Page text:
In the 1990s, Brazilians in the big southern cities of Rio de Janeiro and São Paulo discovered açai and began consuming it for its reputed health benefits. Several years ago, the trend spread to the United States. Brondizio estimates that demand for açai has increased more than tenfold since the 1980s, leading to a vast expansion of açai harvesting.

Meanwhile, the rising price of the berries has been a nightmare for the Brazilian urban poor, who rely upon açai for basic nutrition. Though the cost has remained unchanged in the cities, observers say distributors are increasingly diluting the product.

“The açai sold in many places has become colored water,” Brondizio says. “Sellers add corn starch, flour, cooked beets and ice cream emulsifiers.”

Traditionally, açai hasn’t so much been farmed as harvested from wild or semiwild forests. The palms are plentiful. (No danger of açai extinction-yet.) Most of the harvesting is done on forested plots smaller than a square mile, which are managed and worked by the plots’ owners or tenant farmers. Workers collect the berries and sell them to middlemen, who ship them out of the region.

“Açai might represent a third of the income for the family for the year,” notes Jamie Cotta, an American who has been doing research on forest management in Brazil for the World Agroforestry Centre since April.

“They’ll make less than two dollars a day. They aren’t destitute, but in most cases they would be suffering from malnutrition without the work.”

“As demand for açai has grown,” says Brondizio, who wrote The Amazonian Caboclo and the Açai Palm: Forest Farmers in the Global Market, “it has begun to be produced throughout the Amazon. Now açai is the most important crop for the entire rain forest.”

Ryan Black, the American founder and CEO of Sambazon-a California company that jumped on the açai bandwagon about 10 years ago and today accounts for around 40 percent of U.S. imports-insists açai is a winwin business, giving Amazonians an incentive to preserve their forests and the money to improve their lives.

“It’s a sustainable crop that provides economic growth,” he claims. “And the more we sell, the better it is for the environment.”

Though that seems too good to be true, Miguel Pinedo-Vasquez, an associate professor of anthropology at Columbia University, agrees. He says the açai boom has indeed expanded the forest as locals plant trees in formerly deforested areas. “There’s actually a process of reforestation going on,” Pinedo-Vasquez says.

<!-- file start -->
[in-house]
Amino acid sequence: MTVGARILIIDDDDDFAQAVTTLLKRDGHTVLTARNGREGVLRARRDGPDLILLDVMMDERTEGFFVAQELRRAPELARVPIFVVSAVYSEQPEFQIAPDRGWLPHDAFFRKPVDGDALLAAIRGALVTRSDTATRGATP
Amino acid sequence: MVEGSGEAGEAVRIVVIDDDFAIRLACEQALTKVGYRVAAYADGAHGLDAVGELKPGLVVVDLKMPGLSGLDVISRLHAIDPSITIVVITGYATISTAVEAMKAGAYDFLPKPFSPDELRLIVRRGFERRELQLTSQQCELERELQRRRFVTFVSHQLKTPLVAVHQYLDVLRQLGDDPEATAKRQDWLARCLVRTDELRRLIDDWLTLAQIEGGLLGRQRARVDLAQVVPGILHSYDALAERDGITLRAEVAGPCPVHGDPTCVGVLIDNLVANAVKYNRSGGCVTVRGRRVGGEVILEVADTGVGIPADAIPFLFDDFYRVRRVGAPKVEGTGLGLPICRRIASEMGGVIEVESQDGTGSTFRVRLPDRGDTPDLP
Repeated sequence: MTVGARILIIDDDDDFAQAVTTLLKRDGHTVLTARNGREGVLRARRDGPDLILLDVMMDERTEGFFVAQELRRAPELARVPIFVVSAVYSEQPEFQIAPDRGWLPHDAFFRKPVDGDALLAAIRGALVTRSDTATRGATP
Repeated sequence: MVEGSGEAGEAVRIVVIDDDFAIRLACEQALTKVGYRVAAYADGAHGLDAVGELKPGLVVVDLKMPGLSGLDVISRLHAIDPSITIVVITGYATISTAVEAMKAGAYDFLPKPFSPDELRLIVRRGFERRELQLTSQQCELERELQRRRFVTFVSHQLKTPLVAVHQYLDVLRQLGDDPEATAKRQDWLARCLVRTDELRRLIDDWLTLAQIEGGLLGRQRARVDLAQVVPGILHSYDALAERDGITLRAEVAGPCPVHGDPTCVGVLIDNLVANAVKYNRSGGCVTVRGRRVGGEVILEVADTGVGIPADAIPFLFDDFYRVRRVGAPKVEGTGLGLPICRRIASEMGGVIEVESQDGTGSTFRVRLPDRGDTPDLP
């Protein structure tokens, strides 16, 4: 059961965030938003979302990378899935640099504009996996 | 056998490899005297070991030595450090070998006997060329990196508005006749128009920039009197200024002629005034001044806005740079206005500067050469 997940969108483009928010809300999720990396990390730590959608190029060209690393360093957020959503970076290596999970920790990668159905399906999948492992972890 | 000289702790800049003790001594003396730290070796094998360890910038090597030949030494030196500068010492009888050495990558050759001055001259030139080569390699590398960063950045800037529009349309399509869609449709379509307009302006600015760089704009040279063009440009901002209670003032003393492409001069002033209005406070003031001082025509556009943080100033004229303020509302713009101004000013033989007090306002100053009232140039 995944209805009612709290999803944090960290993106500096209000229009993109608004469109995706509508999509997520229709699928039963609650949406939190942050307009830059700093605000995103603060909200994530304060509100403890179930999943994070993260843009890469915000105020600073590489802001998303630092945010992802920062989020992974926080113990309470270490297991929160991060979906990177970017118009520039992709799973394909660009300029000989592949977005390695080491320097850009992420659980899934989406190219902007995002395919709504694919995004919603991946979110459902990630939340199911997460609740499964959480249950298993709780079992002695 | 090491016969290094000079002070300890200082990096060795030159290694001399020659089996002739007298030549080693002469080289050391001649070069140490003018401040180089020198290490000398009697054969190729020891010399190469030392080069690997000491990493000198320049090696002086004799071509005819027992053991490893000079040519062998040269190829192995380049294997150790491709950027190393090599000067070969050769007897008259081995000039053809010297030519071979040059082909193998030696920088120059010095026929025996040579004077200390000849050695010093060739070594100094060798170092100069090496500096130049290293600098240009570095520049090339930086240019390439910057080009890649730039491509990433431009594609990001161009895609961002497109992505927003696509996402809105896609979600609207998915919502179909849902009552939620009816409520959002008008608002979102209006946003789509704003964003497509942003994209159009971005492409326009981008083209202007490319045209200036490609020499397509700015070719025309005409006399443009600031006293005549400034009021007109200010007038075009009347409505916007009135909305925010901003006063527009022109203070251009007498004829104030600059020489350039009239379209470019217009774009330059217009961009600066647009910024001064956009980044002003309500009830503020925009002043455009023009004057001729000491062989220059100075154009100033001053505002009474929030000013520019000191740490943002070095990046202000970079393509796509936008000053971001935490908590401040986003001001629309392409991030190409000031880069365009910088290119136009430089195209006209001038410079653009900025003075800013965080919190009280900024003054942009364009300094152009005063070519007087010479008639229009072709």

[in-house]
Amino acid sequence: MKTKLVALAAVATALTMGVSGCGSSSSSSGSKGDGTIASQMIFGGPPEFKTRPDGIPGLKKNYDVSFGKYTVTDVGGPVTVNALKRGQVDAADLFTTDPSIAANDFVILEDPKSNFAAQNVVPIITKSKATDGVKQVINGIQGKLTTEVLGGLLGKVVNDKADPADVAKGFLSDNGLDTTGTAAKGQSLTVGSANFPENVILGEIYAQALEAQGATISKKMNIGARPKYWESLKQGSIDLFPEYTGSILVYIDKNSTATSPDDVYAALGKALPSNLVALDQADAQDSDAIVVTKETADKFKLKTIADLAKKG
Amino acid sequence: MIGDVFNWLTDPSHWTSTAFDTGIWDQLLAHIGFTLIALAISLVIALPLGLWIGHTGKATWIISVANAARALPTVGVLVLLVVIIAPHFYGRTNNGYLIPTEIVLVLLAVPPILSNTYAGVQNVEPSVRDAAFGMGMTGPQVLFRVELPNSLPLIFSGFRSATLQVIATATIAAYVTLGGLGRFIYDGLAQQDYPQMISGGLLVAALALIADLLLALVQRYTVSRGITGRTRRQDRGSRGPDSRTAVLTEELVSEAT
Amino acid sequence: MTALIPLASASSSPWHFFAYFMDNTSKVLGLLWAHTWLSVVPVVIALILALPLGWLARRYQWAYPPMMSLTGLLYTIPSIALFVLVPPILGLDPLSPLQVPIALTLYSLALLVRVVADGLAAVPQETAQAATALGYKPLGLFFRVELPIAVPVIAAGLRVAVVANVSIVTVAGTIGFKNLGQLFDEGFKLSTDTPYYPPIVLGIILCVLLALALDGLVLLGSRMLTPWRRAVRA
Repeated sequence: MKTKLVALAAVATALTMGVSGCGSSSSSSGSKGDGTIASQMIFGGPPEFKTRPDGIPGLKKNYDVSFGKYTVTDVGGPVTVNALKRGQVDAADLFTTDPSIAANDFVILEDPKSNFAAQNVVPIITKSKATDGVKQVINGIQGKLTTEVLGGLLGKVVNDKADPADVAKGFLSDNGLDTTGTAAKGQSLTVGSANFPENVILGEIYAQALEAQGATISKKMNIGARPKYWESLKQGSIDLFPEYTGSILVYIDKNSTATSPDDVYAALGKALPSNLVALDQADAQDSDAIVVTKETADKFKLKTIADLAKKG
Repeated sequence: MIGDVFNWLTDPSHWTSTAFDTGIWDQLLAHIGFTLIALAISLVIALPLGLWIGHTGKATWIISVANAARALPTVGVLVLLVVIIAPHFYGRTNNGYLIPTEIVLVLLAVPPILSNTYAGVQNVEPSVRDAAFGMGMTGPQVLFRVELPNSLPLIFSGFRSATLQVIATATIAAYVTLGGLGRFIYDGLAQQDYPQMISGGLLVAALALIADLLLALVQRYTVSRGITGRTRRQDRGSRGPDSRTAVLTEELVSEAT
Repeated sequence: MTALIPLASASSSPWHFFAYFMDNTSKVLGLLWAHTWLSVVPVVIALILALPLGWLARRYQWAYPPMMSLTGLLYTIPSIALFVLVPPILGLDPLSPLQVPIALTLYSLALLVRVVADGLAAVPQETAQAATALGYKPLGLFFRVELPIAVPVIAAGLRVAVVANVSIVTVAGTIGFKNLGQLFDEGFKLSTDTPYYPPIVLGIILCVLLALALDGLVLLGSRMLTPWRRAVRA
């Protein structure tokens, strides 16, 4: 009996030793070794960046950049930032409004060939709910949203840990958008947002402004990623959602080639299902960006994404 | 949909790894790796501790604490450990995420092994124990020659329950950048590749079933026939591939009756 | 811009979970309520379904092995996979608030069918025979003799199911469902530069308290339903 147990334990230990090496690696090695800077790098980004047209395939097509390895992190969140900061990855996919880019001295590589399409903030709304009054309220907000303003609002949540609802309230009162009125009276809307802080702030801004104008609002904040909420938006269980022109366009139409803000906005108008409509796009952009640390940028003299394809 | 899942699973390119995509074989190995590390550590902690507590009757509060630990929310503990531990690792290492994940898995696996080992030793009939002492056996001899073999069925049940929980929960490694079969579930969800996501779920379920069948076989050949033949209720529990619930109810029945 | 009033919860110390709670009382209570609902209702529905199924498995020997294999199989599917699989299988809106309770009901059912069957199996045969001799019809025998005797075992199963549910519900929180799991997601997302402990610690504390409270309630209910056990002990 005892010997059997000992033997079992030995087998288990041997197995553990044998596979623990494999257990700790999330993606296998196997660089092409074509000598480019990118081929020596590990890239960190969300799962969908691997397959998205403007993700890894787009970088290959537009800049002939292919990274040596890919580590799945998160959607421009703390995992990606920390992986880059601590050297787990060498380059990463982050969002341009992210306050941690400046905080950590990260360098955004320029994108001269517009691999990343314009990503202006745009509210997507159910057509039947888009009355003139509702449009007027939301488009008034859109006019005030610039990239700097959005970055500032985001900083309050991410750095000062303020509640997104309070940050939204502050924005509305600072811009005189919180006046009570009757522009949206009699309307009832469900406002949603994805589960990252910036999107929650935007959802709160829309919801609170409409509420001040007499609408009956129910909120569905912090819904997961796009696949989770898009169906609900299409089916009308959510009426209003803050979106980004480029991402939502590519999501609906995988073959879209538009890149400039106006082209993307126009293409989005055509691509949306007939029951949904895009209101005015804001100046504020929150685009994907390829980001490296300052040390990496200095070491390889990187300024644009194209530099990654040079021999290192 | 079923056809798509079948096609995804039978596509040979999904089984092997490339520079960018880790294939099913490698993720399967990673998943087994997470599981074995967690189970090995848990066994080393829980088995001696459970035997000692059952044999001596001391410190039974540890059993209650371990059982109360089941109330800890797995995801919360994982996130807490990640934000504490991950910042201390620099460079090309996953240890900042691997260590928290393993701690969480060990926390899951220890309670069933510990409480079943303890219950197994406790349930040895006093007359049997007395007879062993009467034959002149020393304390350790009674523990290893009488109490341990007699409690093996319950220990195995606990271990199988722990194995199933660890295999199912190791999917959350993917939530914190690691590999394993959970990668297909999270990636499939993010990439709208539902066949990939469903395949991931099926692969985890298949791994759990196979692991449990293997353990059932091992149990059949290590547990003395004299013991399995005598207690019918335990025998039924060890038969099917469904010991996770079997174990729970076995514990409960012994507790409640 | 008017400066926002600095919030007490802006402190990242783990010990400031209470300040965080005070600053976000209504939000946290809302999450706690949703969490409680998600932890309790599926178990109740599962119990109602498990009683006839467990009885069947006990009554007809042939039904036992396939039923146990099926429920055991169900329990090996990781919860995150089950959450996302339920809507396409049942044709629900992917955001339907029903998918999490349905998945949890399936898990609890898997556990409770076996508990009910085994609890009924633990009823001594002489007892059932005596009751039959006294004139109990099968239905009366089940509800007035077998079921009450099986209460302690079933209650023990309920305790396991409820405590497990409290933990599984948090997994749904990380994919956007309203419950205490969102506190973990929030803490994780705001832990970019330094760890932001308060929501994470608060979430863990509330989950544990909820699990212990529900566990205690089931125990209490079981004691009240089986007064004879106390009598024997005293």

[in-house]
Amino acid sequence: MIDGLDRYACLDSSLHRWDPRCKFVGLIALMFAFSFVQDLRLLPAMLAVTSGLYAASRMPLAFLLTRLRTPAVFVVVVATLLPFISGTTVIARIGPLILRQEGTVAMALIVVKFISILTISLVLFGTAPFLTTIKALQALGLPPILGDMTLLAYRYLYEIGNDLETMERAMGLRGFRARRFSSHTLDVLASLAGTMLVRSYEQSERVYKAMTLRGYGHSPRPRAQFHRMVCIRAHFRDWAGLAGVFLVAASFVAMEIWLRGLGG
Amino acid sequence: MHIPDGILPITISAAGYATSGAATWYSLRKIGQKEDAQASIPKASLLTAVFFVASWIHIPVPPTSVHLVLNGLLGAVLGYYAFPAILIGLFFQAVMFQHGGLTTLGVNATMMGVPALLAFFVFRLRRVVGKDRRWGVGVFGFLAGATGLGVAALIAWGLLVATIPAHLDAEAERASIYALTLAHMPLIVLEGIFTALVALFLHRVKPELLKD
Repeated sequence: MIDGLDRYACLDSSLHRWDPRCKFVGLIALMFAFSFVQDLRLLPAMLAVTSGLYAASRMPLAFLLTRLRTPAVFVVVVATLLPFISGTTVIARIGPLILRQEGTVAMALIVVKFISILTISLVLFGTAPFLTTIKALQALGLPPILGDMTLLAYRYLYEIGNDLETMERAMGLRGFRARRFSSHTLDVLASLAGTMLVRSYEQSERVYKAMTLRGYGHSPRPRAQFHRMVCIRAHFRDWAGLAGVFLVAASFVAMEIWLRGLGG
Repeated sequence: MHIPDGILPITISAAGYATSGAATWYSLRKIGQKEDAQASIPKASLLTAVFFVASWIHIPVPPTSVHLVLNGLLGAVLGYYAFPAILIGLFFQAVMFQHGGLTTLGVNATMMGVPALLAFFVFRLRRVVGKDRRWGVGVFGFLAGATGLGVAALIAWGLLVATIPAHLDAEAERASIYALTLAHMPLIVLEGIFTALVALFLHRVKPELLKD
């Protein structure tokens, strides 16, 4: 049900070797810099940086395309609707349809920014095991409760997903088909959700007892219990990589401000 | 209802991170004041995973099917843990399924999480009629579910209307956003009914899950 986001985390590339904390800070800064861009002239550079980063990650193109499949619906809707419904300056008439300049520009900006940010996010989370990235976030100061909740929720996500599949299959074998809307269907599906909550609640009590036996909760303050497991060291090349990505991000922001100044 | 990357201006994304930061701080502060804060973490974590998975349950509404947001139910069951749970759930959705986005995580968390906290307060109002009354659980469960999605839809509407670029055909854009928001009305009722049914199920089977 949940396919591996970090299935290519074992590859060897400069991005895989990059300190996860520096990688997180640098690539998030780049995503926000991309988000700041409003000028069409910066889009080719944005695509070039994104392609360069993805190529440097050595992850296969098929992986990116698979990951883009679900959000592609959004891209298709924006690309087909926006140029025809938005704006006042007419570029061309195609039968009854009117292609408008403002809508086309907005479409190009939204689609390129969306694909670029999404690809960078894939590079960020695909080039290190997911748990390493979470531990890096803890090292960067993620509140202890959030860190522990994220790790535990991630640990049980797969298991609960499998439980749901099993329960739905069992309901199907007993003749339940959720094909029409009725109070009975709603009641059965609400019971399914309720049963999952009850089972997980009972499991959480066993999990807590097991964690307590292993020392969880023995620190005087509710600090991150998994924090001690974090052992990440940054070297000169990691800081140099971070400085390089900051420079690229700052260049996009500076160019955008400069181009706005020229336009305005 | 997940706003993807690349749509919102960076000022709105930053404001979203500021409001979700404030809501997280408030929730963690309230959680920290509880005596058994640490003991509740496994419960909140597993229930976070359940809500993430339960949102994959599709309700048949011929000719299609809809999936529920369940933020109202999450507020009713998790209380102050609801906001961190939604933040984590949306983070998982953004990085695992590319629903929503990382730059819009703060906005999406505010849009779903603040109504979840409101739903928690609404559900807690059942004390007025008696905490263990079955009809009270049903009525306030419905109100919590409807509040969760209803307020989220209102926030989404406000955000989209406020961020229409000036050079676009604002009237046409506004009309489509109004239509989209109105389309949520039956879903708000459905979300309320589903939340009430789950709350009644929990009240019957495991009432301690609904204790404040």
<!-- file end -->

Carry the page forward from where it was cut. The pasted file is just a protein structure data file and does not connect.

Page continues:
Nonetheless, other experts worry that açai palms are being planted at the expense of other species, and the rain forest of tomorrow will lack the biodiversity of the original Amazon. The long-term effects could be serious. “This is much less terrible than chopping down whole forests,” Christiane Ehringhaus concedes, “but the market is a powerful thing, and it is transforming the rain forest in a big way.”

Perhaps, but Black insists açai has helped pump tens of millions of dollars into what has always been a dirt-poor region, perhaps forestalling more environmentally damaging activities like cattle ranching.

“One of my growers has a satellite dish and flat-screen TV in his little Amazon chug-chug boat,” Black says. “These guys are rich.”

In fact, the majority of the harvesters have yet to share in the hefty profits the wholesalers and middlemen enjoy, though they have become increasingly dependent on açai for their livelihoods.

“Each year, the farmers become more economically vulnerable,” Cotta says. “What happens if the açai craze goes bust?”

That is troubling. The nature of cureall crazes is that they tend to peter out eventually, debunked by science or displaced by the next exotic panacea. (Remember echinacea and ginseng?) Although the açai craze has been a boon for the Amazon on balance, observers such as Ehringhaus say the hard part-protecting the rain forest and making sure the financial bounty trickles down to harvesters-is really yet to come.

“It would be a shame if Americans stopped buying açai,” Ehringhaus says. “But it would be nice to find a better trade-off.”

Contributing writer EDWARD LEWINE is still convinced that ginseng increases his stamina.